Big Pines Recreation Area, part of Angeles National Forest, perches atop the easternmost extremity of the San Gabriel Mountains, west of Cajon Pass. Blanketed by a heterogeneous mixture of pines, firs, and oaks, and perched high above the Mojave Desert, Big Pines boasts the clean, dry, evergreen-scented air and crystalline blue skies characteristic of the melding of mountain and high-desert environments. During the winter months, Big Pines' three downhill-ski areas draw crowds of snow-starved city-dwellers who would rather not drive an extra 200 miles or more to reach major ski resorts in the Sierra. In summer, several campgrounds in the area (including the big, 115-space Table Mountain Campground), picnic areas, and interpretive trails serve the wants and needs of visitors escaping the lowland heat.
From San Diego, the fastest route to Big Pines is by way of Interstate 15 north, State Route 138 west, and State Route 2 (Angeles Crest Highway) west. The entire trip should take less than three hours, assuming light traffic. Big Pines and nearby Wrightwood share the distinction of lying smack dab on the San Andreas Fault. The crossroads of Big Pines itself (four miles west of Wrightwood) marks the highest surface trace of the entire fault -- 6862 feet.
At the Big Pines crossroads you'll find the Grassy Hollow visitors' center, open weekends, with interpretive exhibits and information available about camping and recreation opportunities in the area. One of the better trails, the one-mile-long Table Mountain Nature Trail, swings down a hillside below the entrance of Table Mountain Campground and later climbs back up to the campground's edge. You'll be introduced to Jeffrey pines, canyon live oaks, black oaks, and other plants thriving at 7000 feet elevation. Numbered posts along the trail correspond to the entries on a self-guiding leaflet available at the Grassy Hollow visitors' center.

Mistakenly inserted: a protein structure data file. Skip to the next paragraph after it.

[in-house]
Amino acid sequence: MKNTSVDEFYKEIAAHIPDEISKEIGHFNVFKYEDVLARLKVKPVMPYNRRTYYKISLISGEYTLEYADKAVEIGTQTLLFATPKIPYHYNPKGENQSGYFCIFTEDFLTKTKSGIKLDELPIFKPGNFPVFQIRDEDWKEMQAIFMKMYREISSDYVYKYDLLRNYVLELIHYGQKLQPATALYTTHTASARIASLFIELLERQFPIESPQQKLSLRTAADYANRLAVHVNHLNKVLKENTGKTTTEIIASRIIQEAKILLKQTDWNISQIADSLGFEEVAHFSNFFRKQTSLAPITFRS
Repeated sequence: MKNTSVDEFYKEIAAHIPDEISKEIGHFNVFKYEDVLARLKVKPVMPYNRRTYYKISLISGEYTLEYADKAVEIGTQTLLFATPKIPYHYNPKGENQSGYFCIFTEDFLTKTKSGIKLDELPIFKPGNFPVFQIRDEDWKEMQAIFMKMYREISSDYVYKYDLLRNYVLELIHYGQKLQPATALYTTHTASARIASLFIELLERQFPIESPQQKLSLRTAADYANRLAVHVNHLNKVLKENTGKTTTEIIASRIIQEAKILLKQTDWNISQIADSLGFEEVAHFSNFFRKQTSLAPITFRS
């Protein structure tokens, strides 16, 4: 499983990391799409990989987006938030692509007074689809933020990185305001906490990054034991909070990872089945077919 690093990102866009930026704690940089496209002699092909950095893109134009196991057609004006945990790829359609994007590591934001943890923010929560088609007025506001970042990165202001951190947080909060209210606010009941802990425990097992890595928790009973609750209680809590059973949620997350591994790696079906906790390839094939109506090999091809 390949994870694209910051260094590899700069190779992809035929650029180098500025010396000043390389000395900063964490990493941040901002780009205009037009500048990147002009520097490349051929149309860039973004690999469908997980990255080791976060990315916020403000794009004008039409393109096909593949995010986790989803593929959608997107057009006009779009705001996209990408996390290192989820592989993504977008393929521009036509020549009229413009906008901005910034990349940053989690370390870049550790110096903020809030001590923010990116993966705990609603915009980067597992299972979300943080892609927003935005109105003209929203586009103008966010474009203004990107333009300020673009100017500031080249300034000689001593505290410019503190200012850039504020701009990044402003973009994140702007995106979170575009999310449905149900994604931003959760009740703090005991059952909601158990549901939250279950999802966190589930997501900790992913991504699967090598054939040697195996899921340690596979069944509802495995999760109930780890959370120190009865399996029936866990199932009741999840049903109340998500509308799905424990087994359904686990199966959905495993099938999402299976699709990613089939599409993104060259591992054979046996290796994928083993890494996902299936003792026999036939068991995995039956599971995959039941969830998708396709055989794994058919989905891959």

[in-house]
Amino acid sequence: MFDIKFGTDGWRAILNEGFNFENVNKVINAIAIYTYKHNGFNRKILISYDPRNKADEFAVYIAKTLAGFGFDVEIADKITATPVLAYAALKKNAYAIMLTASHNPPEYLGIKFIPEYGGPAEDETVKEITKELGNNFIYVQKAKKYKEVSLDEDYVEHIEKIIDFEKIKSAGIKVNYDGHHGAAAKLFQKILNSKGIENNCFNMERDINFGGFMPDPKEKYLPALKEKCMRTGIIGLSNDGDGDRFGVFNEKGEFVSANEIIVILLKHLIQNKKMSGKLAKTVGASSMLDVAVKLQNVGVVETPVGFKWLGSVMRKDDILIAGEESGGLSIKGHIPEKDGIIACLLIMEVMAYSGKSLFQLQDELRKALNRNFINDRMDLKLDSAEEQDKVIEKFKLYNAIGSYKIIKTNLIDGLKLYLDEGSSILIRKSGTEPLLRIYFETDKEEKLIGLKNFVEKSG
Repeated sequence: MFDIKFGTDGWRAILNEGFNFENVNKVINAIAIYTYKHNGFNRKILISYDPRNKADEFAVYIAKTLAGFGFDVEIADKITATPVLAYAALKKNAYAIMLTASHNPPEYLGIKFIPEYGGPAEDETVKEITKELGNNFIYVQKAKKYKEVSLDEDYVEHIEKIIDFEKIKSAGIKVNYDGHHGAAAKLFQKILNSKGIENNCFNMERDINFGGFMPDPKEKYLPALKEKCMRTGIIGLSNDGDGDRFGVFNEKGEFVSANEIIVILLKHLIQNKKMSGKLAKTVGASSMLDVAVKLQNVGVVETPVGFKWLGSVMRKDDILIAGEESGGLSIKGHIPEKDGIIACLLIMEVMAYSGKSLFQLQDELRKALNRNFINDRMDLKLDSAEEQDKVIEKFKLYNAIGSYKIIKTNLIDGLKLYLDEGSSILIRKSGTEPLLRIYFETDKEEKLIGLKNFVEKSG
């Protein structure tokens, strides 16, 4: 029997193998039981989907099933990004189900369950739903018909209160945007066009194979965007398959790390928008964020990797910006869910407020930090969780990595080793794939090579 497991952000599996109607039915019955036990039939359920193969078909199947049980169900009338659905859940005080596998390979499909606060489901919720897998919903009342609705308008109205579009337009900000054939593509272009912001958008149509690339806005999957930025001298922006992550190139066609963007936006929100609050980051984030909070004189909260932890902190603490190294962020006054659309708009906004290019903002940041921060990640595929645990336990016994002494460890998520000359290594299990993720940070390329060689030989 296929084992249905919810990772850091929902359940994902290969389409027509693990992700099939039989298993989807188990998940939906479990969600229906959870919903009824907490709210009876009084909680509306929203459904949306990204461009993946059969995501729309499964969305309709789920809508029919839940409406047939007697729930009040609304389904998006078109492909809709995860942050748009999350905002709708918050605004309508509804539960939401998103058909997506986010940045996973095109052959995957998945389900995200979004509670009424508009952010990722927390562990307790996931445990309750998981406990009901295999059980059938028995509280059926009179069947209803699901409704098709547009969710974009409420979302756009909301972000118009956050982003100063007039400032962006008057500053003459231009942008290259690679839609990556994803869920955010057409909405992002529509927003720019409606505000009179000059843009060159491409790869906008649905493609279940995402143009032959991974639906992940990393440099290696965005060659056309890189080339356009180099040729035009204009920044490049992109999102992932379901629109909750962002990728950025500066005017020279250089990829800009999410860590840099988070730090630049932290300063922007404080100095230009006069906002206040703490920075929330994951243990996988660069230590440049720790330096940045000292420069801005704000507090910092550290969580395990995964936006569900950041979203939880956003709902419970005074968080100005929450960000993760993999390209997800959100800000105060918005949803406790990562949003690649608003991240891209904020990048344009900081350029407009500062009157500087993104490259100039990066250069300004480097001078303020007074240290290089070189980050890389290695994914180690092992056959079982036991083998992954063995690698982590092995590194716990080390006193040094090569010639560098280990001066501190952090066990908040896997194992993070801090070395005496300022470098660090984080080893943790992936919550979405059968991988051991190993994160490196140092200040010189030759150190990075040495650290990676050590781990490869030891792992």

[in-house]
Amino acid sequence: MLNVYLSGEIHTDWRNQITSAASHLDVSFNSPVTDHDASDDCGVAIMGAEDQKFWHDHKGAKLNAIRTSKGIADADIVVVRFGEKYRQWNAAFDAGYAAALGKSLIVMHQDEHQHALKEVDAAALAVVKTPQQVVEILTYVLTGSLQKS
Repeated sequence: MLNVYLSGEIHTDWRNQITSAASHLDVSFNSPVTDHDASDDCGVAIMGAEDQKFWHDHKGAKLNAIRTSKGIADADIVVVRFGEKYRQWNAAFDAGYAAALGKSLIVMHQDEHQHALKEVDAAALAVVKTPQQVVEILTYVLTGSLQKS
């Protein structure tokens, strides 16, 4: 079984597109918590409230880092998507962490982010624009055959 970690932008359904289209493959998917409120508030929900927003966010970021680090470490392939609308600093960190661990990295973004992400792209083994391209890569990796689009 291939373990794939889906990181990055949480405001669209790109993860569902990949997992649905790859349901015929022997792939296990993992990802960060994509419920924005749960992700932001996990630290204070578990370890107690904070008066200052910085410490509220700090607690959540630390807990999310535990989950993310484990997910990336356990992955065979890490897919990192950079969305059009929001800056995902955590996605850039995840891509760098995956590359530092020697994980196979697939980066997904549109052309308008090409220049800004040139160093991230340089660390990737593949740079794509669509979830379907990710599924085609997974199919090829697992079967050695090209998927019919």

As you're traversing the south-facing slope traveled by the trail, you'll spot 9399-foot Mt. Baden-Powell rising impressively in the west and nearby Blue Ridge, with ski-run scars on it, in the southeast. Blue Ridge was logged several decades ago, accounting for the even-aged appearance of the trees on its slopes. Watch out for false paths that take off from some of the switchback corners of the trail; it's easy to lose the main trail. At trail's end, make a right on the paved campground road and walk back to the start of the trail.
Note that here, as in all national forests within Southern California, you'll need to post a National Forest Adventure Pass ($5 per day, $30 per year) on your car for the privilege of parking. For more information, call 626-821-6737 or 626-574-5200.